AP exam guide for dummies


Jiny Cho

As APs come up, one good way to destress includes playing with your pets or the therapy dogs offered at TJ during Stress Less Laugh More week.

Stuti Gupta, Staff Writer

Hearing the drumming of pencils around me as eraser shavings fall onto the floor, I can tell it must be AP testing season.

As we prepare for the second week of the dreaded AP week, we prepare ourselves, but as freshmen and sophomores, due to a lack of previous experience, taking our first AP exams can be quite confusing. From good studying tips to how to de-stress, this guide has it all.

“I wish every week could be AP week,” junior Param Damle said. “Overall, this week has been the only week where I haven’t had any homework, so I’ve been able to do things that I actually want to do like watch shows and movies. I don’t usually procrastinate, and I learn things when it’s taught so I don’t do anything last minute,” For this reason, Damle starts studying the night before the exam.

Junior Zoë Gomez-So on the other hand, while also learning the material as it is taught, studies in advance. Sophomore year, having more time, Gomez-So started studying in early April, whereas junior year, with less time, she started studying a week before the exam.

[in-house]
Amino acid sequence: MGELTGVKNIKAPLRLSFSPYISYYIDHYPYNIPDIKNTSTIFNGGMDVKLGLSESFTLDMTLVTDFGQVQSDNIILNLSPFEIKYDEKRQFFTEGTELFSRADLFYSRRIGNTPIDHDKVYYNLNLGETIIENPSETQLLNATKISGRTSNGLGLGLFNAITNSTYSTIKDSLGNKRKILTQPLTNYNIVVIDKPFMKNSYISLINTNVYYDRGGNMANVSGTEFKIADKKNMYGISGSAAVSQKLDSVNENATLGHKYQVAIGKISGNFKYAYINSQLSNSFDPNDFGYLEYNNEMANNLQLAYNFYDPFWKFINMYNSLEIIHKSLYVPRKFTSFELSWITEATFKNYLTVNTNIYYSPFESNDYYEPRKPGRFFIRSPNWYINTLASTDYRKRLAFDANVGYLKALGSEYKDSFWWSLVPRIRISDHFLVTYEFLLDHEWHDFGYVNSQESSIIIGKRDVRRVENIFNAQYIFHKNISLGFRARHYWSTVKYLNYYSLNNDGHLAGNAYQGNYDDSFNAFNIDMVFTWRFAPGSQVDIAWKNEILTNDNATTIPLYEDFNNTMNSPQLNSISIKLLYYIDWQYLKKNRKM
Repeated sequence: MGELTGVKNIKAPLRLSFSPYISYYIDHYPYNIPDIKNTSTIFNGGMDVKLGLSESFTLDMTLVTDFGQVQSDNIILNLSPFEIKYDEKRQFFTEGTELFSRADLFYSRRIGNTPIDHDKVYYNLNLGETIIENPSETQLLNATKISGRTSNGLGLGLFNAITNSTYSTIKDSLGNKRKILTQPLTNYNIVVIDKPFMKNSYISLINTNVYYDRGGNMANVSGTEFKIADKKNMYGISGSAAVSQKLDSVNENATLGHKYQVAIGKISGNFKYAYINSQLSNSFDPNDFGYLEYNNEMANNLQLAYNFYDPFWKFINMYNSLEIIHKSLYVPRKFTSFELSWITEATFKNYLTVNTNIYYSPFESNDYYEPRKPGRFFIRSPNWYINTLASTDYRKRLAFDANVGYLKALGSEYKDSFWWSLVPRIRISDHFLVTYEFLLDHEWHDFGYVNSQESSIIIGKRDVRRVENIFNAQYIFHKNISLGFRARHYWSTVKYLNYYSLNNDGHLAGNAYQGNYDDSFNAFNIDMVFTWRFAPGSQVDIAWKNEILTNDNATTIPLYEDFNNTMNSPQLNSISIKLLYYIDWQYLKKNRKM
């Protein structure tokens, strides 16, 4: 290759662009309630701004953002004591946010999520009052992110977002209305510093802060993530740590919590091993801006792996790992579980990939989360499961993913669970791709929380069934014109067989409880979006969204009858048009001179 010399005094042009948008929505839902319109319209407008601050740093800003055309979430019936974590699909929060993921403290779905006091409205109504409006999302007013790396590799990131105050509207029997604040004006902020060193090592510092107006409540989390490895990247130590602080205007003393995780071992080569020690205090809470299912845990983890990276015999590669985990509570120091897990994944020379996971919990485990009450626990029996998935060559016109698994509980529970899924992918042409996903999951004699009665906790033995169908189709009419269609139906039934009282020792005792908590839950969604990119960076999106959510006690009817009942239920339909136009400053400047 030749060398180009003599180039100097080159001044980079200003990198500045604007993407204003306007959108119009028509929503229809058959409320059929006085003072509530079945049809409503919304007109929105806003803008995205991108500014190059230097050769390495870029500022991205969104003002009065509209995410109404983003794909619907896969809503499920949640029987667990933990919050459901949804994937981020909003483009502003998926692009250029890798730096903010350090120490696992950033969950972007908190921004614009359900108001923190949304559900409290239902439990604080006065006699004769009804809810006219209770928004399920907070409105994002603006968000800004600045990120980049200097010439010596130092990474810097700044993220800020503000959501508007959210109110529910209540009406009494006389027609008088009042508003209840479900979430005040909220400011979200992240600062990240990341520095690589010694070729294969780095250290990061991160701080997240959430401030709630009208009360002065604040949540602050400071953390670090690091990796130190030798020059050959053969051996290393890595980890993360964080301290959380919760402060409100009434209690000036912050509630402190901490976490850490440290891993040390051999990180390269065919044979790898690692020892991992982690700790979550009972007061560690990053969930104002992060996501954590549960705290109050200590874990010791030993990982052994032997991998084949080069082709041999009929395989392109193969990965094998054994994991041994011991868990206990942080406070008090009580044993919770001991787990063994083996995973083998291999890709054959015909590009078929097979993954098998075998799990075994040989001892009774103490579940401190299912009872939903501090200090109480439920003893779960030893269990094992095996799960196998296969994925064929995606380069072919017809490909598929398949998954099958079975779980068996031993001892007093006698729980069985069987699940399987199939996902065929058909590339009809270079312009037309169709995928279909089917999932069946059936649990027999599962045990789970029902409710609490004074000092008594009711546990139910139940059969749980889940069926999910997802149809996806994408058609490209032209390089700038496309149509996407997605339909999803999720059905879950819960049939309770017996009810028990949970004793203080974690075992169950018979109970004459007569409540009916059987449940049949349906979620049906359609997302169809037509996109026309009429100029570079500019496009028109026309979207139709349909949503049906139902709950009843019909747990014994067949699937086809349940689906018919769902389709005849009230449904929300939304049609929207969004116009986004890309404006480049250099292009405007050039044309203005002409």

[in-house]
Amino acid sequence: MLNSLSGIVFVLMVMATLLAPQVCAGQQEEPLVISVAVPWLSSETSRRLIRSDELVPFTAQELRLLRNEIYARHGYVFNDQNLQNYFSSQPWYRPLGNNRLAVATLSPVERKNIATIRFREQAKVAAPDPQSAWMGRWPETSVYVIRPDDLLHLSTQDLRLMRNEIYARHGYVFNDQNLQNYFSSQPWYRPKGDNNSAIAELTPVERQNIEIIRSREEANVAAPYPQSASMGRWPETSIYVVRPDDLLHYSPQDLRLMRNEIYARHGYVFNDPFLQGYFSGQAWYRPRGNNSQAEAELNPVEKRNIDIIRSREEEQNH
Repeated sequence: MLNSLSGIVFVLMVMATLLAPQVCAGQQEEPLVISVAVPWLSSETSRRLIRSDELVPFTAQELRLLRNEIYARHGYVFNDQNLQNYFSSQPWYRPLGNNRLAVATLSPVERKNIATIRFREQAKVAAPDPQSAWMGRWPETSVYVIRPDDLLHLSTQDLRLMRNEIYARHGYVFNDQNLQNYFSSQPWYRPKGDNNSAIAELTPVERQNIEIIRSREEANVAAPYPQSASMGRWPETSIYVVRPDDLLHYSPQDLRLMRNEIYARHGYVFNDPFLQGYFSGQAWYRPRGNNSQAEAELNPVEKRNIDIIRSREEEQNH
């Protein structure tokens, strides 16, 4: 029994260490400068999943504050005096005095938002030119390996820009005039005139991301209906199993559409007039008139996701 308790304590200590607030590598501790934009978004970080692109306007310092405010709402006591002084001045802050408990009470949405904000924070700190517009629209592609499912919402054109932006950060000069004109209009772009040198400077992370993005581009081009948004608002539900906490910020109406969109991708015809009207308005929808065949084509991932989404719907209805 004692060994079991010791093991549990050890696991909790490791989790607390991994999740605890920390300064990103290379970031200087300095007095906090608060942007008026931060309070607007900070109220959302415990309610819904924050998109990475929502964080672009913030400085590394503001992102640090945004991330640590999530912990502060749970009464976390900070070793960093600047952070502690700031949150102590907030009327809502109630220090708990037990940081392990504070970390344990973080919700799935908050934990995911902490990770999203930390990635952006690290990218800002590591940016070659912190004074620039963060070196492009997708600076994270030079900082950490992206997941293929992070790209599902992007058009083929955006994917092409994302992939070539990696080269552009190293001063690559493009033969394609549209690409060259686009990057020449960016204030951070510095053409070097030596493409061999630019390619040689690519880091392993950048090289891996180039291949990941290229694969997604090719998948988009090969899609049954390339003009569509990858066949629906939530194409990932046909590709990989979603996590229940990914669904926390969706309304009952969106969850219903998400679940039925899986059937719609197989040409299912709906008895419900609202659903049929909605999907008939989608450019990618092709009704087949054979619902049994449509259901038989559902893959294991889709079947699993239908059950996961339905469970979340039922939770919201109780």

“In French, my teacher gives us a lot of in-class practice, so I mainly use that, and the night before the exam I talk to myself in French. For Chemistry, or things that are more concept-based, I do a lot more practice-problems because I feel like that’s the best way to learn and memorize everything. For classes like AP US History, where it’s mostly memorization, I generally like to watch videos, but I think books are helpful too, despite what others might say” Gomez-So said.

Although studying for such big exams may at first seem intimidating, starting is half the battle.

“It feels like it’s going to be very difficult to start, but when you actually start, it’s not that hard,” Gomez-So said.

Although both Damle and Gomez-So do not find this to be the most stressful time of the year, to destress they recommend hanging out with friends, baking, playing sports, listening to music, watching TV, and going out with family.

But for those of you still stressing, even after de-stressing, Gomez-So offers comforting advice.

“Essentially, AP exams don’t matter as much as we think they do. When you look at what colleges look at, APs are usually just there for course credits, like if you want to skip a course in college. At the same time, colleges are making it harder to skip courses, so I don’t think APs are as big of a deal that people make them out to be.”

As always, it’s important to get a good night’s sleep and eat well before the exam, but finally, it’s also important to understand that you are not your scores: no test should ever take precedence over your mental health.